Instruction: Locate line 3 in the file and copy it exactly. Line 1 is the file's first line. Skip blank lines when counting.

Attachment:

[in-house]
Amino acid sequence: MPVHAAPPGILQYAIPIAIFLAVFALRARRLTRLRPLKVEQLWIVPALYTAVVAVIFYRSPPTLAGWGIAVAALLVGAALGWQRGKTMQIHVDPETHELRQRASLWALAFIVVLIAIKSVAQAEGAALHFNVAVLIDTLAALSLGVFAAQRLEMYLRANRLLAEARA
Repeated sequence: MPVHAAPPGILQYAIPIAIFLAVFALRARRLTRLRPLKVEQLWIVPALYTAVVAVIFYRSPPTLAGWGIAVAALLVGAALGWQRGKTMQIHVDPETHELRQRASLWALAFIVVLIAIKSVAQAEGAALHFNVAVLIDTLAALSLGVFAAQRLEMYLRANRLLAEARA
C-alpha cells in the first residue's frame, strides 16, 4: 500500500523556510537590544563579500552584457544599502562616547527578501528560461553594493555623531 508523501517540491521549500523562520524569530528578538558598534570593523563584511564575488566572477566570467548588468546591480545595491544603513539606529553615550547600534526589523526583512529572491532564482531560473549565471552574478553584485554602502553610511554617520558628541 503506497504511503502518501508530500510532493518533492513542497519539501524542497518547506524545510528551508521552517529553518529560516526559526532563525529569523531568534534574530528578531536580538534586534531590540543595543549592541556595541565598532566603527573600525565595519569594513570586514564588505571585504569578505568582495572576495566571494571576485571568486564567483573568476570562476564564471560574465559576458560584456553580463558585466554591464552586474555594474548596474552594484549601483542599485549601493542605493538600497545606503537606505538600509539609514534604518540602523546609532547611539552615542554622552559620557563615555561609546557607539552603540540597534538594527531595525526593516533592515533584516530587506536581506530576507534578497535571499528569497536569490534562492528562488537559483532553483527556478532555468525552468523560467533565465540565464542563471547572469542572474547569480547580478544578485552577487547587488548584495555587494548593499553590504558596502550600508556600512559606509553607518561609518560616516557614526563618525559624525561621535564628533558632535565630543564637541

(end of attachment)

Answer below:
Repeated sequence: MPVHAAPPGILQYAIPIAIFLAVFALRARRLTRLRPLKVEQLWIVPALYTAVVAVIFYRSPPTLAGWGIAVAALLVGAALGWQRGKTMQIHVDPETHELRQRASLWALAFIVVLIAIKSVAQAEGAALHFNVAVLIDTLAALSLGVFAAQRLEMYLRANRLLAEARA